The Third International Conference on Urban Air Quality
Intercomparison of numerical urban dispersion models - Part I: street canyon and single building configurations
Laboratory of Heat Transfer and Environmental Engineering, Aristotle University, Thessaloniki, Greece
Microscale computational fluid dynamics (CFD) models explicitly taking into account the building structure have become a useful and popular tool for assessment and prediction of air quality in urban areas. The proper validation of such a model is a crucial prerequisite for its practical application. Within the framework of the European research network TRAPOS (see http://www.dmu.dk/AtmosphericEnvironment/trapos) a working group on computational fluid dynamics modelling was established and model intercomparison exercises were launched (http://www.dmu.dk/AtmosphericEnvironment/trapos/cfd-wg.htm). Different numerical models employing the widely used 'standard k-e -model' were applied to well defined test cases comprising a variety of 2 and 3 dimensional configurations for which measurements from wind tunnel or field studies were available.
This paper, which is the first in a sequence of two, is focused on the intercomparison of five models (CFX-TASCflow, CHENSI, CHENSI2, MIMO, MISKAM) in the cases of a single cavity and a surface mounted cube. The experimental database for the single-cavity case was established in the wind tunnel of the University of Surrey, whereas the cube experiment was carried out in the BLASIUS wind tunnel at the Meteorological Institute of Hamburg University.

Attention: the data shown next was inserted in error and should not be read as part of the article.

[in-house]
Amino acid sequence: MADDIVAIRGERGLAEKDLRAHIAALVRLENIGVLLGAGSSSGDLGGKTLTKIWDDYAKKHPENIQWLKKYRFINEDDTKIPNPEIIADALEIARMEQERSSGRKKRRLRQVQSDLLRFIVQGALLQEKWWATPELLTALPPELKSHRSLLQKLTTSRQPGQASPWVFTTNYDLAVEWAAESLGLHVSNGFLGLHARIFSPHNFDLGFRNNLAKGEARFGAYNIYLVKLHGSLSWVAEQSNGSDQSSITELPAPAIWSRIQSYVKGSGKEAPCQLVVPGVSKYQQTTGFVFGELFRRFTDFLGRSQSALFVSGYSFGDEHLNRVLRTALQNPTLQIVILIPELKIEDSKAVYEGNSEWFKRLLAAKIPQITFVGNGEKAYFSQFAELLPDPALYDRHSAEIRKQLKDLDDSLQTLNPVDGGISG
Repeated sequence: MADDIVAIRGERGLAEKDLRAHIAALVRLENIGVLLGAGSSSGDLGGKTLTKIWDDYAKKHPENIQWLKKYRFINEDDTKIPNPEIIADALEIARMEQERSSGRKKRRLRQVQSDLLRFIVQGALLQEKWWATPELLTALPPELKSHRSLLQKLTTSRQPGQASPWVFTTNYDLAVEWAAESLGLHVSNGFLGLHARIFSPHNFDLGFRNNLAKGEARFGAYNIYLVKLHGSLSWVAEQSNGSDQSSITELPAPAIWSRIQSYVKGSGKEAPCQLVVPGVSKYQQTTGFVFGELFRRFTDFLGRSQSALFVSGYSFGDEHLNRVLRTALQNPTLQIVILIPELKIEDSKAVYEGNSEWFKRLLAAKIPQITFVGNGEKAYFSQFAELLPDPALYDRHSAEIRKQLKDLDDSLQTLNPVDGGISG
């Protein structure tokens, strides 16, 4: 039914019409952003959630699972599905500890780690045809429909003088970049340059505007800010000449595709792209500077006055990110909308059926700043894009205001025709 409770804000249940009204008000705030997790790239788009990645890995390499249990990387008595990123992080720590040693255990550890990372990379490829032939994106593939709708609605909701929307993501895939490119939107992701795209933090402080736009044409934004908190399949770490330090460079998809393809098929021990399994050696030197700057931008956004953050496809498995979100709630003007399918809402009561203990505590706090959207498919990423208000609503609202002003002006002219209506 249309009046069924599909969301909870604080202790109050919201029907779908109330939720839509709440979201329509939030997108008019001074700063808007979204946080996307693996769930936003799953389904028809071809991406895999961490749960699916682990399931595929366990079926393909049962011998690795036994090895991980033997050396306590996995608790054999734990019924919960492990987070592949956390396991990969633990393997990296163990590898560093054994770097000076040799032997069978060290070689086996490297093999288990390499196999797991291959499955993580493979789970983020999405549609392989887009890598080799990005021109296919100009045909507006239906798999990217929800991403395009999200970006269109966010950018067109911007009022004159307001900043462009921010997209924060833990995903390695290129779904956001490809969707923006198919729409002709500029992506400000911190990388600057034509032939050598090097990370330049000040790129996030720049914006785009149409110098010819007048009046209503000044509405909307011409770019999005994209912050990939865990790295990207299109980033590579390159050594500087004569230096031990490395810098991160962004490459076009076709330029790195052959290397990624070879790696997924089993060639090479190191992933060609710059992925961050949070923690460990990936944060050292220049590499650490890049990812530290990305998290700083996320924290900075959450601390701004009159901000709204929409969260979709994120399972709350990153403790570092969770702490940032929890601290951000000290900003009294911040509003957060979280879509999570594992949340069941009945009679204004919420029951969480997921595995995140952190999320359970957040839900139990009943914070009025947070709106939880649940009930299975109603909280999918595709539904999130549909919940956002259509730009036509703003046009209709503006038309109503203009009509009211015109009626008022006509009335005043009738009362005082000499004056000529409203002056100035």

The results of the model intercomparison indicate that the general agreement among the models is good with some differences occurring close to the solid boundaries. In order to determine the origin of the differences among the models results a detailed comparison between the model source codes is conducted focusing on the numerical scheme, boundary conditions and values of constants utilised. These two generally simple study cases are particularly interesting for the demonstration of the level of agreement expected between similar codes and for the deduction of useful recommendations for practical applications as well as for the improvement and further development of the models.